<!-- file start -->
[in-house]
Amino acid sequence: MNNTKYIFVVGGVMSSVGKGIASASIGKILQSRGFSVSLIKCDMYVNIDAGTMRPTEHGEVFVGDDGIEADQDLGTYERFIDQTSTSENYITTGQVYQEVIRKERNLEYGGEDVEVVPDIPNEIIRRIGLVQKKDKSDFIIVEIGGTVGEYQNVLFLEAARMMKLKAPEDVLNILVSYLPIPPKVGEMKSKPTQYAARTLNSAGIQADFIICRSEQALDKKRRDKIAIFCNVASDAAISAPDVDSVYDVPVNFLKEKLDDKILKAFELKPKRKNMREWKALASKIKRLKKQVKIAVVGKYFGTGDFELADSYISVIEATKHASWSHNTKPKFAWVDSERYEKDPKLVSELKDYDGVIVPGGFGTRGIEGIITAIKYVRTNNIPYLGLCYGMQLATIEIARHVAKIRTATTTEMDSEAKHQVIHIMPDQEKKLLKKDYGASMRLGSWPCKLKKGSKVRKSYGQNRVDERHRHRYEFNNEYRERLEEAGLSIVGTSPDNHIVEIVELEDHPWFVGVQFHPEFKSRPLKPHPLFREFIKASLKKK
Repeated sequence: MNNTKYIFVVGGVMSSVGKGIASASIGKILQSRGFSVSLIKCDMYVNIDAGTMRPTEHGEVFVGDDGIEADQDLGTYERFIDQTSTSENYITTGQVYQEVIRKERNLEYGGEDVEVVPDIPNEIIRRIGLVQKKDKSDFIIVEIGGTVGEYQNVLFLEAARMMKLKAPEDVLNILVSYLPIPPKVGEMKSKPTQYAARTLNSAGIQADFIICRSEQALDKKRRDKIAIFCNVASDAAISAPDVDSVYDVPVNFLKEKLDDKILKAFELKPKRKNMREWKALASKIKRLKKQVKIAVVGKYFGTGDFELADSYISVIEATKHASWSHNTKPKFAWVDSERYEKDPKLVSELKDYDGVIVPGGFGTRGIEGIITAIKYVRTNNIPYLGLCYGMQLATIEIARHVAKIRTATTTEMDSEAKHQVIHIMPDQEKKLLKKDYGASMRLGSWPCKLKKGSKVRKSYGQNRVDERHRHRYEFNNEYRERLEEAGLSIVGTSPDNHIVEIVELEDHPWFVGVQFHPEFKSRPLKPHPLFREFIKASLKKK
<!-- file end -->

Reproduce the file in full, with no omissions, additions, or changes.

[in-house]
Amino acid sequence: MNNTKYIFVVGGVMSSVGKGIASASIGKILQSRGFSVSLIKCDMYVNIDAGTMRPTEHGEVFVGDDGIEADQDLGTYERFIDQTSTSENYITTGQVYQEVIRKERNLEYGGEDVEVVPDIPNEIIRRIGLVQKKDKSDFIIVEIGGTVGEYQNVLFLEAARMMKLKAPEDVLNILVSYLPIPPKVGEMKSKPTQYAARTLNSAGIQADFIICRSEQALDKKRRDKIAIFCNVASDAAISAPDVDSVYDVPVNFLKEKLDDKILKAFELKPKRKNMREWKALASKIKRLKKQVKIAVVGKYFGTGDFELADSYISVIEATKHASWSHNTKPKFAWVDSERYEKDPKLVSELKDYDGVIVPGGFGTRGIEGIITAIKYVRTNNIPYLGLCYGMQLATIEIARHVAKIRTATTTEMDSEAKHQVIHIMPDQEKKLLKKDYGASMRLGSWPCKLKKGSKVRKSYGQNRVDERHRHRYEFNNEYRERLEEAGLSIVGTSPDNHIVEIVELEDHPWFVGVQFHPEFKSRPLKPHPLFREFIKASLKKK
Repeated sequence: MNNTKYIFVVGGVMSSVGKGIASASIGKILQSRGFSVSLIKCDMYVNIDAGTMRPTEHGEVFVGDDGIEADQDLGTYERFIDQTSTSENYITTGQVYQEVIRKERNLEYGGEDVEVVPDIPNEIIRRIGLVQKKDKSDFIIVEIGGTVGEYQNVLFLEAARMMKLKAPEDVLNILVSYLPIPPKVGEMKSKPTQYAARTLNSAGIQADFIICRSEQALDKKRRDKIAIFCNVASDAAISAPDVDSVYDVPVNFLKEKLDDKILKAFELKPKRKNMREWKALASKIKRLKKQVKIAVVGKYFGTGDFELADSYISVIEATKHASWSHNTKPKFAWVDSERYEKDPKLVSELKDYDGVIVPGGFGTRGIEGIITAIKYVRTNNIPYLGLCYGMQLATIEIARHVAKIRTATTTEMDSEAKHQVIHIMPDQEKKLLKKDYGASMRLGSWPCKLKKGSKVRKSYGQNRVDERHRHRYEFNNEYRERLEEAGLSIVGTSPDNHIVEIVELEDHPWFVGVQFHPEFKSRPLKPHPLFREFIKASLKKK